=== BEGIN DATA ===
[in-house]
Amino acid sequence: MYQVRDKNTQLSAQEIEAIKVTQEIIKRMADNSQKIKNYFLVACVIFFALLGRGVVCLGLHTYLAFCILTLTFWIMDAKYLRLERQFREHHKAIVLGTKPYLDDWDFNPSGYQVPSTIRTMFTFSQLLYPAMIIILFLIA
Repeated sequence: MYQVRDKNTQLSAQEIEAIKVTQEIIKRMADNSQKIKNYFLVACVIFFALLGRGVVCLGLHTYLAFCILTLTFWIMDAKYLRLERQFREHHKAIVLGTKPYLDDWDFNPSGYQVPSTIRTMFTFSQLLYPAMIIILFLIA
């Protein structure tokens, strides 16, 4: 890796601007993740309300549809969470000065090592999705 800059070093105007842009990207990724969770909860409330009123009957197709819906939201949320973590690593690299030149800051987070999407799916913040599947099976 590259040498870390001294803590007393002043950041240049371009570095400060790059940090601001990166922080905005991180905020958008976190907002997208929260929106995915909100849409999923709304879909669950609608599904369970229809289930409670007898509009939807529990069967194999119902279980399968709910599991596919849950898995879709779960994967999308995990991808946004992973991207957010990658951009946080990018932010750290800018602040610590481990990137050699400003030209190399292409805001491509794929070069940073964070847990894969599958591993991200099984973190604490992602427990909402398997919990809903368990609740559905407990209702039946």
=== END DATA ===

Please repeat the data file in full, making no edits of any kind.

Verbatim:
[in-house]
Amino acid sequence: MYQVRDKNTQLSAQEIEAIKVTQEIIKRMADNSQKIKNYFLVACVIFFALLGRGVVCLGLHTYLAFCILTLTFWIMDAKYLRLERQFREHHKAIVLGTKPYLDDWDFNPSGYQVPSTIRTMFTFSQLLYPAMIIILFLIA
Repeated sequence: MYQVRDKNTQLSAQEIEAIKVTQEIIKRMADNSQKIKNYFLVACVIFFALLGRGVVCLGLHTYLAFCILTLTFWIMDAKYLRLERQFREHHKAIVLGTKPYLDDWDFNPSGYQVPSTIRTMFTFSQLLYPAMIIILFLIA
């Protein structure tokens, strides 16, 4: 890796601007993740309300549809969470000065090592999705 800059070093105007842009990207990724969770909860409330009123009957197709819906939201949320973590690593690299030149800051987070999407799916913040599947099976 590259040498870390001294803590007393002043950041240049371009570095400060790059940090601001990166922080905005991180905020958008976190907002997208929260929106995915909100849409999923709304879909669950609608599904369970229809289930409670007898509009939807529990069967194999119902279980399968709910599991596919849950898995879709779960994967999308995990991808946004992973991207957010990658951009946080990018932010750290800018602040610590481990990137050699400003030209190399292409805001491509794929070069940073964070847990894969599958591993991200099984973190604490992602427990909402398997919990809903368990609740559905407990209702039946």